By 540 BC, the Persians had captured Elam, and its capital Susa, and moved on towards Babylon. The Battle of Opis took place in either 540 or 539 BC and featured the Persian army under Cyrus against the Babylonian army under King Nabonidus. We get our information from the aforementioned Nabonidus Chronicle, but it doesn’t give much detail about the Battle of Opis.

All we know is that the Babylonians were defeated and possibly routed. There is some confusion over the translation of the chronicle which says there was a ‘massacre’ of ‘the people of Akkad.’ Whether this refers to the citizens of Opis or the fleeing Babylonian army is unclear.

Opis was a pivotal battle as it enabled the Persians to march towards the city of Babylon with minimal resistance. A few days after the battle, Cyrus was able to take the city of Sippar peacefully. King Nabonidus was hiding in Sippar and had to flee to Babylon where he had apparently not been in years. His time was up when the Persian General Gubaru entered Babylon itself; again without any resistance, and detained the king. Cyrus arrived a few weeks later.

Cyrus was an incredibly active ruler and had several different capitals during his reign as leader of the Achaemenid Empire. In the beginning, his capital was Anshan with Ecbatana as the ‘second’ capital once he conquered Media. He was also officially invested as king in Babylon, but ultimately, Cyrus created his new capital at Pasargadae which possibly meant ‘camp of the Persians.’ Construction of the city began in 546 BC but was not completed at the time of his death. Pasargadae remained the empire’s capital until Darius the Great moved it to Persepolis.

Father of an Empire: How Cyrus the Great Founded the Achaemenid Empire & Changed History
Empire of Cyrus the Great. SlideServe

The Death & Legacy of Cyrus

Much like his early life, Cyrus’ death is shrouded in mystery and legend. Herodotus wrote that the king was killed in the east as he went into battle against Iranian nomads. According to Xenophon, Cyrus died of natural causes; while another account claims he died in the Far East while on a campaign. He died in December 530 BC or January 529 BC, and Cyrus had already made his son, Cambyses, his successor. The founder of the Achaemenid Empire was buried in a small building near Pasargadae. Although it was desecrated during Alexander the Great’s invasion, the tomb of Cyrus survives today and is now a UNESCO World Heritage site.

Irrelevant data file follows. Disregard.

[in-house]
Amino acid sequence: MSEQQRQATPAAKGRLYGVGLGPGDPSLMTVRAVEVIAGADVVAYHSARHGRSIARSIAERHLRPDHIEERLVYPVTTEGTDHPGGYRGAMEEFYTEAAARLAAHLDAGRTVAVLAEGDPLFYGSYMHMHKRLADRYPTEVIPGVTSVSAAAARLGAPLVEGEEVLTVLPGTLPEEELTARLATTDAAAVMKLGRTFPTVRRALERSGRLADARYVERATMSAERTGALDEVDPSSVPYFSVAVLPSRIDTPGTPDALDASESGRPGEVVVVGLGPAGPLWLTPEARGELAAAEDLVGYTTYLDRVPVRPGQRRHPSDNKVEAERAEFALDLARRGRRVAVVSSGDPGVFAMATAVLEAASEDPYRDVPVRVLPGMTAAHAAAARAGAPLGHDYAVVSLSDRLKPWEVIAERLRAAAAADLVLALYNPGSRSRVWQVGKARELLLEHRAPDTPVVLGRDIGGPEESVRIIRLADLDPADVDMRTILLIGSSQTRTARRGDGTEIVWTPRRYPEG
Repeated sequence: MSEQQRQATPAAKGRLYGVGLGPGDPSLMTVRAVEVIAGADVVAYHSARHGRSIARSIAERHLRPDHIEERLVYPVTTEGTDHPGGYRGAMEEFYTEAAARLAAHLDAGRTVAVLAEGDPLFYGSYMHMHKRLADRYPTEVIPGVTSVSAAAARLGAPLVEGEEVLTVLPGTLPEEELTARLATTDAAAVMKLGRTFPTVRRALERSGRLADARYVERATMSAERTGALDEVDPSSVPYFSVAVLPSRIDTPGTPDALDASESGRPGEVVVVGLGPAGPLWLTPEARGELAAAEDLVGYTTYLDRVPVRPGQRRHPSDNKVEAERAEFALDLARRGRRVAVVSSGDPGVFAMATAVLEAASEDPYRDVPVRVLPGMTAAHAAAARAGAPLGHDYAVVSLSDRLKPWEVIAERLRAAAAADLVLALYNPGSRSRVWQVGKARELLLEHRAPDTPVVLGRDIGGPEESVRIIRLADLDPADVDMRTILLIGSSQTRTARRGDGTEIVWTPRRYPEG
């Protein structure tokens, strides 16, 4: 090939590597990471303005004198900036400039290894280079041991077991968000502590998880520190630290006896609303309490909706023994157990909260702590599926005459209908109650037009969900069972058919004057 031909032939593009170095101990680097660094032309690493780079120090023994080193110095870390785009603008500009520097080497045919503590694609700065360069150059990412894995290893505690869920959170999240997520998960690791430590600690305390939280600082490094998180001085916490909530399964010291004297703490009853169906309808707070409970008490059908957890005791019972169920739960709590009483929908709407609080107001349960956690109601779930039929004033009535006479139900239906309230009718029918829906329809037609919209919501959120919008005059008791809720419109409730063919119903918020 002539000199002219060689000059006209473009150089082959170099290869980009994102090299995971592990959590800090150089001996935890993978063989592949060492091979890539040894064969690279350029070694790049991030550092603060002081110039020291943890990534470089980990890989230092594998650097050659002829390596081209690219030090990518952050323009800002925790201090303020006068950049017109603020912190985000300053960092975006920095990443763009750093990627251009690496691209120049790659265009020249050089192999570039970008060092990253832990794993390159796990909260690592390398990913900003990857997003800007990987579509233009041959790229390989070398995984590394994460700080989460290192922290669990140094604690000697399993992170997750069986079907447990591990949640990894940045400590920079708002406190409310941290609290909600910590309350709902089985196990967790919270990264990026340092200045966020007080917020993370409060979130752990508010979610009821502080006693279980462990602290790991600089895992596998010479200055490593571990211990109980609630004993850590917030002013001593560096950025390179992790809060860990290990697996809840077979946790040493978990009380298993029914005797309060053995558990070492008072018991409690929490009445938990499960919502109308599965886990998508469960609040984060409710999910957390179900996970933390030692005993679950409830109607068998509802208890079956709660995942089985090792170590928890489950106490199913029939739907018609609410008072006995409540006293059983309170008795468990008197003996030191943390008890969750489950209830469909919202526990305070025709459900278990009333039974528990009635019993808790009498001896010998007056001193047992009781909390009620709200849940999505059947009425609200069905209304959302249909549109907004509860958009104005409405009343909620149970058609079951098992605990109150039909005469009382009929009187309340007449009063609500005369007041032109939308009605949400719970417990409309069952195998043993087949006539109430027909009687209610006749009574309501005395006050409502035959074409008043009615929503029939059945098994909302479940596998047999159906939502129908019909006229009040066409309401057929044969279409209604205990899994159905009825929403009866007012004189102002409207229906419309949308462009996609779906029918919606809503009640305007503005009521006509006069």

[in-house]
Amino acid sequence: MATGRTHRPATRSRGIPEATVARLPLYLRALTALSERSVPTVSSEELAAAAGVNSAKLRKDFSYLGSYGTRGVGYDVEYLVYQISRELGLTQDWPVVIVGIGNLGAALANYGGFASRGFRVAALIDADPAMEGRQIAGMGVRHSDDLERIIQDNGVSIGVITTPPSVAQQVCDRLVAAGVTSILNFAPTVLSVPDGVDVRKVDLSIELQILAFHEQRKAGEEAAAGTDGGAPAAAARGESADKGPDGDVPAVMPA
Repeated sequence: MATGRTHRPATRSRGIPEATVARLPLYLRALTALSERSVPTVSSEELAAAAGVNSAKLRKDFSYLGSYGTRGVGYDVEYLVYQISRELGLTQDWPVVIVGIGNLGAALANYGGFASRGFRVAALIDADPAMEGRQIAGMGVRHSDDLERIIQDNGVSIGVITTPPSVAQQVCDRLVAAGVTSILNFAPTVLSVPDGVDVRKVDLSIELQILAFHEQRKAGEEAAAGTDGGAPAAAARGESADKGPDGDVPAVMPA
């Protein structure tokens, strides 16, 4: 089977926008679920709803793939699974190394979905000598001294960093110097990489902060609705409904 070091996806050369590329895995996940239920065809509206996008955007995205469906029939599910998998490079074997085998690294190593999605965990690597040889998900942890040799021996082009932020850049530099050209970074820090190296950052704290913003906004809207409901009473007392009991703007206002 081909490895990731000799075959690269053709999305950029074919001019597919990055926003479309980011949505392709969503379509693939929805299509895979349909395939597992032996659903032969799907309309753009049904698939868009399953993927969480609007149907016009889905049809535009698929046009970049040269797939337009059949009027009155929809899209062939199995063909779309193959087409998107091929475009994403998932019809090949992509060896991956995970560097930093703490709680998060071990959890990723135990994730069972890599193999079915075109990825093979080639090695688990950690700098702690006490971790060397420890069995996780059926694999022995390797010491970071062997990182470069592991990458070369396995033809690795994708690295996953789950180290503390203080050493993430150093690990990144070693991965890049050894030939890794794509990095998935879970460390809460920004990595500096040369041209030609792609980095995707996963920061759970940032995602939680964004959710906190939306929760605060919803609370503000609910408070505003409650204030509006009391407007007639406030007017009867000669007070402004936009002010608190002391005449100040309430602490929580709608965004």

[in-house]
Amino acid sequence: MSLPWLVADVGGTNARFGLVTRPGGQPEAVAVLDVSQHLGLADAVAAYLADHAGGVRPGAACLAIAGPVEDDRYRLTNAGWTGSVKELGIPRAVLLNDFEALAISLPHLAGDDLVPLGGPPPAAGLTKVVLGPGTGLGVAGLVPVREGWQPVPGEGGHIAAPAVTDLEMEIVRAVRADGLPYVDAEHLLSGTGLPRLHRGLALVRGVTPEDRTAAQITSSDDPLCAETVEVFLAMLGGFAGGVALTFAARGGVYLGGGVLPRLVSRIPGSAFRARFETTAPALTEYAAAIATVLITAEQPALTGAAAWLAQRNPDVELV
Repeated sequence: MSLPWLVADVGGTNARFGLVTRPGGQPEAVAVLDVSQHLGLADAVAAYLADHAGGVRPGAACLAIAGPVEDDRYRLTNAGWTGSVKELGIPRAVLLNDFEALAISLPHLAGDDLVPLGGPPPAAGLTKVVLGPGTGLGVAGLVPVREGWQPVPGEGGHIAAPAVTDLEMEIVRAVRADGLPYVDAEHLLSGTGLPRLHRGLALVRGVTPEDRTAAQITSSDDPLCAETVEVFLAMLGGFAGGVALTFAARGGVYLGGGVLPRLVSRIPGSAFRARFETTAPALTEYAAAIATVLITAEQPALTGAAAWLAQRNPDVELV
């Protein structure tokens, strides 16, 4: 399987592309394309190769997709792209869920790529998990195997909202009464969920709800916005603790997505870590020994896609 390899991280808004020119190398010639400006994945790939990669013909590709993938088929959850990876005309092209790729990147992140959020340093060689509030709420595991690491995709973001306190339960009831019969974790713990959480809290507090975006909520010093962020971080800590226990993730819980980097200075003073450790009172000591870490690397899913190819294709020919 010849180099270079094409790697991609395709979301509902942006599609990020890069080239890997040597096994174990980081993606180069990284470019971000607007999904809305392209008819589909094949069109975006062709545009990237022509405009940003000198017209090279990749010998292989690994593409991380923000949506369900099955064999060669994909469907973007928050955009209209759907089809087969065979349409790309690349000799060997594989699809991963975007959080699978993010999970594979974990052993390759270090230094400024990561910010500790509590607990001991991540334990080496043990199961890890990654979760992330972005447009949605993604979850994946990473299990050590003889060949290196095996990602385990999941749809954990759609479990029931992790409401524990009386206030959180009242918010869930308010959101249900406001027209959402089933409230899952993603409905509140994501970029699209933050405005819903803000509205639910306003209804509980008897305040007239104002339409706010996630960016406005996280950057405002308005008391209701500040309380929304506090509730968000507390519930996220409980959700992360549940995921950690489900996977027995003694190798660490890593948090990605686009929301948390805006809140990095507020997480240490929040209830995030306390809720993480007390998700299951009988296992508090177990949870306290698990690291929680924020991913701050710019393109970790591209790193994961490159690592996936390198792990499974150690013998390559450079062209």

According to Charles Freeman, a British historian, Cyrus’ legacy stands above that of even Alexander the Great. While Alexander ultimately destroyed the Achaemenid Empire, he failed to provide a stable alternative whereas the Empire founded by Cyrus lasted for 200 years. The Babylonians referred to him as the ‘liberator’ while the Iranians called him ‘the father.’

The political infrastructure created by Cyrus ensured that the Achaemenid Empire was strong, stable and ready to conquer even more territory by the time of his death. The rise of Persia ultimately had a huge impact on the history of the world as the philosophy, religion, and literature of Iran played a big role in global events for hundreds of years. Even though it was conquered by the Rashidun Caliphate in the 7th century AD, Persia’s influence in the Middle East did not dwindle, and in fact, Persia was influential during the Islamic Golden Age.

Cyrus the Just

Cyrus the Great is legendary for the fair and moderate way in which he treated the people he conquered. The Cyrus Cylinder proclaimed the freedom of his subjects on various matters including culture and religion and is sometimes known as the ‘first charter of human rights.’ It is clear that unlike many rulers of the age, Cyrus saw himself as a ‘liberator’ rather than a conqueror.

He was known for treating his subjects equally regardless of their ethnic or religious background, and he allowed the territories he conquered to keep their religious and local customs. One of the most famous examples of his fairness involved releasing 40,000 Jews from captivity in Babylon and allowing them to return home to Jerusalem and he also ordered the temple at the city to be rebuilt. As a result of these actions, the Jews referred to Cyrus as ‘the anointed of the Lord.’

Cyrus the Great is one of the few rulers to deserve the epithet. Not only did he found a great empire, but he also possessed the great qualities one would expect in a ruler. He was tolerant, brave, daring, and magnanimous and gained the admiration of fellow great leaders such as Alexander the Great; Cyrus was also a personal hero of none other than Thomas Jefferson.